Graphic design is engulfed in self-disillusionment

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Is the golden age of graphic design over?

What is so wrong with graphic design that leads a giant of the profession to lose all interest in practising any further?

Speaking recently to John Gorham, I was concerned to discover he had ceased working due to his disillusionment with what the industry has become over the past few years. He told me that, for him, the love affair with design is over. His disaffection is completely understandable.

The depreciation in creative standards, the virtual absence of design philosophy, intellectualism, clarity of communication (and humour) in graphics has left the profession in a woefully impoverished state. What has happened to true substance, ideas and integrity in design?

The mind-numbing emptiness and crass pursuance of shallow novelty that pervades almost every area of graphics today, has engulfed the profession in self-disillusionment. Happily admiring itself as it parades vacuous drivel as a substitute for genuine skills and ideas, much of contemporary graphic design has been seduced into wearing its own version of the Emperor’s New Clothes.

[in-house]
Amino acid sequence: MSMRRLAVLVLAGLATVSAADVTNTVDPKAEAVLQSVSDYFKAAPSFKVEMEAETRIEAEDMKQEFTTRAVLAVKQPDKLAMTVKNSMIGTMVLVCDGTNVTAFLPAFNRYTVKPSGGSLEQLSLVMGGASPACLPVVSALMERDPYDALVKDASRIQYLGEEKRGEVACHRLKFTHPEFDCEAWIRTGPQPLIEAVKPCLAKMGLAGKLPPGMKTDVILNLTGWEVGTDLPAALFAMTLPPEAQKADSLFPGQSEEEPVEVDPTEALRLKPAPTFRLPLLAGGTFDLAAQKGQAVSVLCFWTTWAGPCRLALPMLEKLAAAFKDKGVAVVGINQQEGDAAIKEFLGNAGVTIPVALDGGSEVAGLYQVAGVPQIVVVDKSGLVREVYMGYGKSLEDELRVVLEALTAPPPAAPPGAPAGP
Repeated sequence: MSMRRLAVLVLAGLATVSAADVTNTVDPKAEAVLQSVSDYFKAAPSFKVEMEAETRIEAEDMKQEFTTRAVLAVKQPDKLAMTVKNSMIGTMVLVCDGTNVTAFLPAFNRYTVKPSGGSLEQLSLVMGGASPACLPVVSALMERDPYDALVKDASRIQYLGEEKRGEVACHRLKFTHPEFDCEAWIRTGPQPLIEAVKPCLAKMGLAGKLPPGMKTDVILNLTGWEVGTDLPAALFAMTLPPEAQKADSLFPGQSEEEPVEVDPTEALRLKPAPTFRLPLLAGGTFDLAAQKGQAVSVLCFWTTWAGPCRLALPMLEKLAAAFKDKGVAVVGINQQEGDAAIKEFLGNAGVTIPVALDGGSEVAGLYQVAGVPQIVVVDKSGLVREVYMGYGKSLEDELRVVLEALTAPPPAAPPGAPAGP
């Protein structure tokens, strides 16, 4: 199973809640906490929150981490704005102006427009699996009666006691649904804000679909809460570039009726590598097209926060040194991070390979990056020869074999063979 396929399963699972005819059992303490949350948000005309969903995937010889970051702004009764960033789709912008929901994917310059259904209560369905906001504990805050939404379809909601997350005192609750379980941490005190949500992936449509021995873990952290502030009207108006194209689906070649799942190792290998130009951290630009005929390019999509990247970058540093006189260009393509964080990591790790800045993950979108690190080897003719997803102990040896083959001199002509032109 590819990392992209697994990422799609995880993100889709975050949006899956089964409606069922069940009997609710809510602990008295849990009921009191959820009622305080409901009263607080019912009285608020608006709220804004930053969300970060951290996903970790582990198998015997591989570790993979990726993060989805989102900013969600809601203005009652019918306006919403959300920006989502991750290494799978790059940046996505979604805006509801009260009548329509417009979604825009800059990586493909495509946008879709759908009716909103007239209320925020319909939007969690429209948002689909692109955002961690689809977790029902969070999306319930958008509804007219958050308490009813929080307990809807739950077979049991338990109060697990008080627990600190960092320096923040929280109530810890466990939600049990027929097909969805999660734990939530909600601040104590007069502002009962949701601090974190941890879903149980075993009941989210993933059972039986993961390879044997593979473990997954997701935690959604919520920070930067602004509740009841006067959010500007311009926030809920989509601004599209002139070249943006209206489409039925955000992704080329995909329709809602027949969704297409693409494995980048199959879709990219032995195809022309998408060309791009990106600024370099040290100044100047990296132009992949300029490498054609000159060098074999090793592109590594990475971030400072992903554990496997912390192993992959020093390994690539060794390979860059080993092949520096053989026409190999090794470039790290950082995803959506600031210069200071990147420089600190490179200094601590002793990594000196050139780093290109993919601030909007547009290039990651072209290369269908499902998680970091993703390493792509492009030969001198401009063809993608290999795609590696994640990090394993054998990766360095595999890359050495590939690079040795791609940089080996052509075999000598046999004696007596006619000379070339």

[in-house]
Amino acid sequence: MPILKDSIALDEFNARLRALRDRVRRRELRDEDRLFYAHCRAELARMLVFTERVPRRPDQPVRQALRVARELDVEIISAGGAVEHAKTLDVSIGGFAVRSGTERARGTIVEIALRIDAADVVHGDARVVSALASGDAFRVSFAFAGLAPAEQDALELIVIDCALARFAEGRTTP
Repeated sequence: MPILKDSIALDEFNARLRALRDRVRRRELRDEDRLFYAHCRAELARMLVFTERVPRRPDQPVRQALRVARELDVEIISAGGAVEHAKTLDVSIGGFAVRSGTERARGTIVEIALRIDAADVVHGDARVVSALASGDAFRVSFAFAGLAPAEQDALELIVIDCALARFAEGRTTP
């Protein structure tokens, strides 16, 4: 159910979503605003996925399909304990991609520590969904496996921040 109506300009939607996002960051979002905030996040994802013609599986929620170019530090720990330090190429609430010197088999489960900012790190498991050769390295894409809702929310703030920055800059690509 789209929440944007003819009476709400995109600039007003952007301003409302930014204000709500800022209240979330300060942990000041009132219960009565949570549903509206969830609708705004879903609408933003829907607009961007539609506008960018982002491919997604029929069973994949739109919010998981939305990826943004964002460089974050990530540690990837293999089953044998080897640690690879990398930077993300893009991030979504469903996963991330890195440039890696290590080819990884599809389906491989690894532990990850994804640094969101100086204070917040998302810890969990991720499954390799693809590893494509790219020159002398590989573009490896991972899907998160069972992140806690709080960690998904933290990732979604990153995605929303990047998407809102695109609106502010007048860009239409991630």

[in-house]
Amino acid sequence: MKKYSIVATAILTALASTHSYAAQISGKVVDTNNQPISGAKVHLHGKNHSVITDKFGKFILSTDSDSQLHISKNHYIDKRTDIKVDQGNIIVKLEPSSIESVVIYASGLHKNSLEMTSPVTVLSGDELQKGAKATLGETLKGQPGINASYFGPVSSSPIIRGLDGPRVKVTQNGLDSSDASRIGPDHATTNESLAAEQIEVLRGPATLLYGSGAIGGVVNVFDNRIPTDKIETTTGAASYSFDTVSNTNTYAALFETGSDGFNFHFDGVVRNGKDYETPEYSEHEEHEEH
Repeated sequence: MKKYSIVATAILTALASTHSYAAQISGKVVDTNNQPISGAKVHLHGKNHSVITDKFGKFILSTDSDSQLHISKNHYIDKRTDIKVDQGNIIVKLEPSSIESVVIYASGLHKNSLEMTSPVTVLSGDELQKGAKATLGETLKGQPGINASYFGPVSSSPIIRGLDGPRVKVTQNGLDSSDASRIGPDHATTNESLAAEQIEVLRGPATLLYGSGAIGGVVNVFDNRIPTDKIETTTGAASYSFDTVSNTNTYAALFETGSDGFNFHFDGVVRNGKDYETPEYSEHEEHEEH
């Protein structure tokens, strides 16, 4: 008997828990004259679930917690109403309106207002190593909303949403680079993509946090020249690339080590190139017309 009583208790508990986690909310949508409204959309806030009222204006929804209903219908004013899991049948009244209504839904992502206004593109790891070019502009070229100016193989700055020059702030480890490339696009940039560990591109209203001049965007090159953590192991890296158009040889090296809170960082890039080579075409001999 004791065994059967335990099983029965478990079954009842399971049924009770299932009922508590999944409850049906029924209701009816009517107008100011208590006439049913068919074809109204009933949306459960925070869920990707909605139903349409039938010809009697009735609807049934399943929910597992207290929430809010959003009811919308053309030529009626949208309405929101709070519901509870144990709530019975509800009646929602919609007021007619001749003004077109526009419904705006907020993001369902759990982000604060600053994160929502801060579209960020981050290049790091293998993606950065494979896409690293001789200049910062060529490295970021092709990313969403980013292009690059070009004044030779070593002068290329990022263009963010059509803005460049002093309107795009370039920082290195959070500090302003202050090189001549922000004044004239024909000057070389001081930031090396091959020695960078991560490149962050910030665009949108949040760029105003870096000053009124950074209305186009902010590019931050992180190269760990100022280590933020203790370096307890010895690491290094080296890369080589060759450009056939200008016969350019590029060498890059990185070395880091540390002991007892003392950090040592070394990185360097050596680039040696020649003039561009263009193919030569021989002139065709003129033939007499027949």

The late Paul Rand would often despair at the aimless direction he saw design taking, “self-indulgence gone mad… and as for those crazy alphabets… design is in big trouble”. In his book Design, Form and Chaos, he aptly described the prevailing situation: “The absence of restraint, the equation of simplicity with shallowness, complexity with depth of understanding, and obscurity with innovation, distinguishes the quality of work of these times.”

As for Abram Games’ famous maxim “maximum meaning by minimum means”, this has been reversed by a form of graphic design which advocates minimum meaning by maximum means.

Having steadily developed and matured over most of the 20th century, the latter years have seen the industry regress into a stupor. Ideas, design’s very breath of life, have been suffocated by perpetual mediocrity and highly questionable work.

The profession urgently needs to wake up and re-examine its core principles and fundamental purpose. At best, it is in danger of being trivialised into nothing more than a service trade peddling add-on decorative effects.

Is this the future of graphic design? That such an eminent and talented practitioner as John Gorham is made to feel redundant by his own profession is a shameful and regrettable state of affairs.

The solution to the problem is, as it has always been, with great design based on ideas, to be found within the problem itself.

Patrick Argent


N Yorkshire YO11 2TL

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